What is Asthma?

Asthma is an inability to breathe properly. During an asthma episode, muscle spasms and swelling bronchial tissues narrow the airways, which then become clogged with excess mucus. Stale air gets trapped in the bottom of the lungs, forcing your child to use the top part to gasp for air. Some people with asthma experience only mild and infrequent episodes, while others experience frequent and serious attacks that require emergency medical treatment.

What are the Symptoms of Asthma?

  • Night time cough.
  • Restlessness or insomnia.
  • Increasing, but relatively painless, tightness in the chest.
  • Mild to moderate shortness of breath.
  • A wheezing or whistling sound when breathing – wheezing is a classic symptom of asthma, but many other conditions can produce wheezing that mimics asthma. Don’t forget that many children and infants wheeze at some time, but few develop asthma.
  • Coughing, sometimes accompanied by phlegm.

What are the Causes of Asthma?

Asthma is most likely a result of genetic susceptibility. About one-third of all people with asthma share the problem with another member of their immediate family. The risk of having an asthmatic child may be six times higher if both parents have a history of asthma than if just one had the disease. There has been a dramatic rise in the incidence of asthma in industrial countries, even though outdoor air pollutants are decreasing. There are several possible explanations – for example, children now spend more time indoors and are overexposed to indoor allergens. Modern energy-efficient homes may result in dust mites being trapped inside them, and more low-birth-weight babies are surviving and may be more susceptible to asthma. However, other respiratory diseases, sinusitis and ear infections are also increasing, which suggests that airborne or environmental factors may be involved. Allergies may also play a role.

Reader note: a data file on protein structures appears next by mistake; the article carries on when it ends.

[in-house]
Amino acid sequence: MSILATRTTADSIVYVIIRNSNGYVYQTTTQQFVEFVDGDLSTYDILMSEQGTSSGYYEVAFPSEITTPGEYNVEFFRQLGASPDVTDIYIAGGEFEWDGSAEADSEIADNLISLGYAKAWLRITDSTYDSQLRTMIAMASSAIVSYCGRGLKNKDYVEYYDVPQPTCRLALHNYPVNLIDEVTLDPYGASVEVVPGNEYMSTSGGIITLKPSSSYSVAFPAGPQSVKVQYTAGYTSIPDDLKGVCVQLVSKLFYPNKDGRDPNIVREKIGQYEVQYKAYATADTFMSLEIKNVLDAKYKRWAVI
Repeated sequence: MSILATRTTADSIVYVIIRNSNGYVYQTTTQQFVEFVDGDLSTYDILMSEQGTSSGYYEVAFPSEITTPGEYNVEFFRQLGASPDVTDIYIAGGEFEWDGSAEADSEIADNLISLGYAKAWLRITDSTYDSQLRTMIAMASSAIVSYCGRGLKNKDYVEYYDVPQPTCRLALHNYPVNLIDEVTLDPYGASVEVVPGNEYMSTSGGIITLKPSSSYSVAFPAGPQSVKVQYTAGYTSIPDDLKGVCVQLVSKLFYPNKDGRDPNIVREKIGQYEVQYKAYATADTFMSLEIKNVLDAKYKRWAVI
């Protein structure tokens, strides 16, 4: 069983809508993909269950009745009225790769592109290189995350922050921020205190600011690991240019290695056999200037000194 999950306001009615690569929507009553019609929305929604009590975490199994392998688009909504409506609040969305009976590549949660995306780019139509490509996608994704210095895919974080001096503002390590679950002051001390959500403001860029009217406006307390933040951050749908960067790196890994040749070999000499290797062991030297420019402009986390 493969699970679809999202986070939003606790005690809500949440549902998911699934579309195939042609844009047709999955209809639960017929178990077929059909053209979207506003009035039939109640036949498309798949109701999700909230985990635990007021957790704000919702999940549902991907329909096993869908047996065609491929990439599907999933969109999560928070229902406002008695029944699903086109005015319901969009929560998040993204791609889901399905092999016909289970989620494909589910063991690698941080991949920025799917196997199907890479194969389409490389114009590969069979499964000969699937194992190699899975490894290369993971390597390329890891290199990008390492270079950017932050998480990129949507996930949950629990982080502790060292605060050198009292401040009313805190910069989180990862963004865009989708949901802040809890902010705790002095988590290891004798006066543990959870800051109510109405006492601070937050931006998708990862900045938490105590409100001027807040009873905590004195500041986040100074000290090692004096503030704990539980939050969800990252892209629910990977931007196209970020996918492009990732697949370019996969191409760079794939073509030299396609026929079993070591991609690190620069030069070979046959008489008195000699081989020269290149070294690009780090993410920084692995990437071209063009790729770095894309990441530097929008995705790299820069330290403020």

Traditional Medical Treatments for Asthma

Your doctor will probably administer a pulmonary function test, which measures the strength of your child’s exhalation. A person without asthma can usually exhale about 75-85% of the air in the lungs within a second and fill them within three seconds. A person with asthma will expel all the air from the lungs within six or seven seconds. A peak flow test is the most common pulmonary function test. It takes readings as your child exhales into a device called a peak flow meter.Inhalers are often prescribed which act by opening the airways and reducing the response of the airways to irritants.

Complementary/Alternative Treatments for Asthma

Many people with asthma are interested in learning about, and possibly trying, treatments and therapies that do not use prescription medicines. These include yoga, acupuncture, homeopathy, hypnosis, Buteyko and other breathing techniques, herbal medicines, ionizers, oxygen water, chiropractic manipulation and speleotherapy among others. These are generally referred to as complementary or alternative therapies. However, there is very little scientific evidence that these therapies have efficacy in asthma management for adults but in children they have not generally been researched and it does not follow that what is useful in adults is also useful in children. Efficacy in a medical context indicates that the desirable, beneficial and acceptable results of a therapeutic effect is as a consequence of a medical treatment (e.g. intake of a medicine, an operation, or a vaccination). This efficacy refers to a consensus that the proposed treatment is at least as good as other available interventions to which it will have ideally been compared to in a clinical trial.